Just so you know how much I suck

There has been an Intense Conversation going on on one of the parent listservs I subscribe to. It’s not even the super-crazy-parent listserv that I’m pretty sure I subscribe to just to get some really out-there ideas (you know, like hanging a sheet in a corner of the dining room and making that corner your child’s bedroom so you can have space for a grand piano in the actual bedroom?), it’s the normal-parent listserv. 

Long story shortish, this woman wrote in a tone of great disgust about how she had witnessed a BABY LEFT ALONE IN THE CAR. For TWO MINUTES. While his or her uncaring father procured a CUP OF COFFEE. So distressed was she by this child sleeping in a car unsupervised at a suburban Dunkin Donuts on a 60-degree morning that she waited to see if someone would return (he did), gave him a severe dressing-down (which he apparently responded to by telling her to mind her own business), calling the police (who told her basically that it wasn’t illegal and they wouldn’t look into it), and the coup de grace — posting the offending parent’s license plate number and a full description of him on a listserv with hundreds, maybe thousands of subscribers.

What followed was a judgement firestorm of epic proportions. He was a terrible father because one person was left in a car as a toddler and deactivated the emergency brake, causing the car to roll backwards into the guardrail. He was also a terrible father because although it wasn’t, it might have been a hundred degrees and the baby might have been in danger. Mostly, he was a terrible father because he did something that the people who thought he was a terrible father would not do.

The thing with parenting that all parents should (but apparently, don’t) get is this: parenting is the balance of safety and judgement all day, every day, 365 days a year. I am constantly assessing situations and quickly deciding the best course of action, often when there isn’t really an ideal choice.That’s the thing with parenting that people can be loathe to cop to: you do things you would rather not more often than you’d care to admit.

When I’m shopping and my five-year-old desperately has to go to the bathroom but I can’t get my toddler out of the cart in time to prevent an accident, should I humiliate him by making him wet himself in the middle of a store just so I can be sure to check the bathroom for creepy people, just in case? I say no–that sort of humiliation would be far more scarring than the tiny possibility that a pedophile is lurking in the bathroom. I make a judgement call. Were there an actual pedophile in the bathroom, I would regret that decision for my entire life. But in the split second I have to decide, I decide that humiliation is a more likely result in the imaginary scenarios I envision than molestation.

I have left my kids in the car, too. I left them in the CVS parking lot the other day while I ran in to the ATM. I think nearly all of my leaving-kids-in-the-car situations are ATM-related, which makes me think that there need to be more drive-up ATMs around here. Once, when Bryce was a baby, I left him sleeping in the car and tore into the grocery store to get something we desperately needed in order to keep him from getting soaked by a crazy, insane deluge-of-a-storm that literally soaked me to the skin during my frantic dash in and out.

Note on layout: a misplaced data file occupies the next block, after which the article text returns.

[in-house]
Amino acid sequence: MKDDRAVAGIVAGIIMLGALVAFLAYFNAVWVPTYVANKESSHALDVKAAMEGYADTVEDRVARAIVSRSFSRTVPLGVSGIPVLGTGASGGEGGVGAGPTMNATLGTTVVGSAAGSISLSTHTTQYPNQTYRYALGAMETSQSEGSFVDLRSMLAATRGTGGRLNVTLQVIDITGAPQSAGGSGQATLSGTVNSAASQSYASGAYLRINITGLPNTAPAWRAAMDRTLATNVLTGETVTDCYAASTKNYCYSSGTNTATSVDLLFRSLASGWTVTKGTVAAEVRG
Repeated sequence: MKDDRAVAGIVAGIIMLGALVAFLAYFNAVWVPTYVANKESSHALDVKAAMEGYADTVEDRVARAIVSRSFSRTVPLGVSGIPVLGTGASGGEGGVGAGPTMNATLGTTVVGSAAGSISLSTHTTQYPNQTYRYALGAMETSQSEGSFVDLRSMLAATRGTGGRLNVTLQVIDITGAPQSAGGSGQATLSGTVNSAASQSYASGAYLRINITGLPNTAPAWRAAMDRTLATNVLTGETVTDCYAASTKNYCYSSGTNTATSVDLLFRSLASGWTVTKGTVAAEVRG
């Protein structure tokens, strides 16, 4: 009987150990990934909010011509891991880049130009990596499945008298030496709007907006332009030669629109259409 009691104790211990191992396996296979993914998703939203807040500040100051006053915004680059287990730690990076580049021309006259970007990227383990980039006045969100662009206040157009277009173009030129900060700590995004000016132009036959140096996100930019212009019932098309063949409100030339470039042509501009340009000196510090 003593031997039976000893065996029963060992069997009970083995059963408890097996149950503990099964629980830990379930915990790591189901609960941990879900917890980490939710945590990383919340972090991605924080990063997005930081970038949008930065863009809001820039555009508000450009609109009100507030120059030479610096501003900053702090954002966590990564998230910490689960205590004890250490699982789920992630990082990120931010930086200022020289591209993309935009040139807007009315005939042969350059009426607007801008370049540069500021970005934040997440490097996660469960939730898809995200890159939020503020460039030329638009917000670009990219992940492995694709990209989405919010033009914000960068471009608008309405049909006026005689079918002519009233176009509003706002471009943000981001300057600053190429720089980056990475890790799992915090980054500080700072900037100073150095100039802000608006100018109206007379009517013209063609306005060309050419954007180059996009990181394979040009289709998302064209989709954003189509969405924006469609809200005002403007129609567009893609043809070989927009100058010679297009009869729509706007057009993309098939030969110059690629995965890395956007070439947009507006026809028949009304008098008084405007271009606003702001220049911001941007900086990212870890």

So, obviously, I’m a bad parent.

I run upstairs to go to the bathroom, leaving the toddler downstairs alone. I come back to find her eating an ice cream sandwich, pouring out boxes of crackers, attempting to open a container of ice cream, gnawing on a frozen waffle. (I swear I feed her regularly.) But clearly, she could have instead chosen to find a way to scale the cabinets and gone after the Wusthof knives. She could have cut off her sweet little toes, stuck a knife into her eyes the color of the sky.

While the toddler is napping, I go outside to water the flowers, to clean up the yard. We don’t really use a monitor any longer, so I can’t hear her. She could climb out of her crib, find a way to break through the screen and throw herself out of the 5 inches of open window, falling to her death.

The kids eat lunch and I leave to answer the door, or leave them at the table on our (fenced-in) deck to grab something one of them has requested. TOTAL CHOKING HAZARD. 

There are probably more ways than I can count for something to go terribly, freakishly wrong at any given point in the day when I’m interacting with my children. So far I’ve been fortunate that it hasn’t, and I worry that one day it somehow will. And on that day I’m sure that there will be a listserv subscriber, waiting with her pencil and paper and self-righteousness to scribble down everything she can glean about me and report it to the world at large so everyone can see what a terrible, neglectful parent I truly am.Image

 

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